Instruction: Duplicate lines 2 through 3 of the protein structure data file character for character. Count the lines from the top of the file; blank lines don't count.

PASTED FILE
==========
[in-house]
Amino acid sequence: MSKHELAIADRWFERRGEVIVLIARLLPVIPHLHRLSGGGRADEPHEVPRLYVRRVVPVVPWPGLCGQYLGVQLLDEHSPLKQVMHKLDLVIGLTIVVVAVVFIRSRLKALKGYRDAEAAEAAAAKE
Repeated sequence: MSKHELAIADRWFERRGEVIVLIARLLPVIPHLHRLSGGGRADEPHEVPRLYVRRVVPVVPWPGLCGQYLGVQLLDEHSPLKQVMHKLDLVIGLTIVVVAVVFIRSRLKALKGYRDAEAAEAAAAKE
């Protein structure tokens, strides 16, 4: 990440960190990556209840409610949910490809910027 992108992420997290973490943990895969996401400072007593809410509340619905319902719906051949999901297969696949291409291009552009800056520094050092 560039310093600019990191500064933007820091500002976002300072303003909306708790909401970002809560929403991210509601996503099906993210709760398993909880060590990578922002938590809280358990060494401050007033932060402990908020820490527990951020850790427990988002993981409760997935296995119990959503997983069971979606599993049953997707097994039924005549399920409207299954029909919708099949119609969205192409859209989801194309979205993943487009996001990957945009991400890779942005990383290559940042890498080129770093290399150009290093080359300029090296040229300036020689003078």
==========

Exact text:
Amino acid sequence: MSKHELAIADRWFERRGEVIVLIARLLPVIPHLHRLSGGGRADEPHEVPRLYVRRVVPVVPWPGLCGQYLGVQLLDEHSPLKQVMHKLDLVIGLTIVVVAVVFIRSRLKALKGYRDAEAAEAAAAKE
Repeated sequence: MSKHELAIADRWFERRGEVIVLIARLLPVIPHLHRLSGGGRADEPHEVPRLYVRRVVPVVPWPGLCGQYLGVQLLDEHSPLKQVMHKLDLVIGLTIVVVAVVFIRSRLKALKGYRDAEAAEAAAAKE